Ridley was keen to leave the viewers on the edge about what they had seen due to the constraints of the film budget and time, and maybe he would have been able to go into details about the alien races from an anthropologists point of view in the sequel, which he never directed and so never had any answers to spill forth on the Alien matter to spill forth in a movie form. He was content to allow it to be debatable whether the pilot was an integrated part of the vessel or a separate entity that had ossified into its seat, and that the pilot's chest hole had been created by a chest buster bursting from an infected pilot, or a half grown alien creature had punched a hole into it's chest and pulled something out since it was too young to pull the Jockey's body away to be cocooned. He didn't try to define what the thing was that the jockey sat behind. These things remained as variables, although Giger who had designed it assumed that it was a telescope, despite this unending mystery, later.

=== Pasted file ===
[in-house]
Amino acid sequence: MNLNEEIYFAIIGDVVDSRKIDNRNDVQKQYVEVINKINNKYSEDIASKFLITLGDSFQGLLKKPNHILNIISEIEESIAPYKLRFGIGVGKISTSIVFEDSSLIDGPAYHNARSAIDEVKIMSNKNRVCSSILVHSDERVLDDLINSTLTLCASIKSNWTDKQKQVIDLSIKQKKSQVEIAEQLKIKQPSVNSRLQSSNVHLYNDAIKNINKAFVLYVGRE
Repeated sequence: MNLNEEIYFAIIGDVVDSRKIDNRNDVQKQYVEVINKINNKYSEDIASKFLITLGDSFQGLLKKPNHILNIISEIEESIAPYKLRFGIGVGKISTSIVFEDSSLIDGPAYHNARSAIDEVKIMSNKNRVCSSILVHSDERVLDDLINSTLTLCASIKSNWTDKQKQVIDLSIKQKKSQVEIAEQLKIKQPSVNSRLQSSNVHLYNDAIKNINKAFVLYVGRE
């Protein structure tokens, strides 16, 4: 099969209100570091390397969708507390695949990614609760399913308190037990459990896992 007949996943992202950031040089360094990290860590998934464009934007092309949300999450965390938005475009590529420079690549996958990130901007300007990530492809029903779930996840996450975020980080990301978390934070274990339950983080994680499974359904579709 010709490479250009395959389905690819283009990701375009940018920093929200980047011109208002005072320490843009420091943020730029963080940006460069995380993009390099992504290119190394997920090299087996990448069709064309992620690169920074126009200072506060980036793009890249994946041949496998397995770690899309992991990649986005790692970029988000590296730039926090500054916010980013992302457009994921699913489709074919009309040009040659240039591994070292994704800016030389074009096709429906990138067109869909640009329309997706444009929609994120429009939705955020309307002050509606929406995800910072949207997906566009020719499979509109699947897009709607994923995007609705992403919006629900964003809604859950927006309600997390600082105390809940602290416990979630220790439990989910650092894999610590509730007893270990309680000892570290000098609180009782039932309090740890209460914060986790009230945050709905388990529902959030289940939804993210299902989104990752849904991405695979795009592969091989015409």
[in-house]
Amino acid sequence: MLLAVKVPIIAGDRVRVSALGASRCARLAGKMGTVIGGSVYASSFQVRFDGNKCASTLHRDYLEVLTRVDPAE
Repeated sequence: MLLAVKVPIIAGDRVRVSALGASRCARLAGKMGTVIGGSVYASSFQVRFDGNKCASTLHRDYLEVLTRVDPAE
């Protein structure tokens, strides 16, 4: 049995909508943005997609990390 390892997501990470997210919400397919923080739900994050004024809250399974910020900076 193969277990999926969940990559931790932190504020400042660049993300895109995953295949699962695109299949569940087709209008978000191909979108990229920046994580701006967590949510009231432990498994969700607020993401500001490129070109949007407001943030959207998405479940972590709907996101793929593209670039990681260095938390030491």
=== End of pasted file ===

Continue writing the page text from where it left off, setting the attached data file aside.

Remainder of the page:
Scott was keen to emphasize basically "clearly from here this is where the transmission would emanate from probably in an automatic transmission, so this creature obviously had experienced a, maybe one of the eggs had been disturbed, and a creature had got out, had attacked the rest of the crew, don't ask me where they got to." (Alien, 30th Anniversary DVD commentary)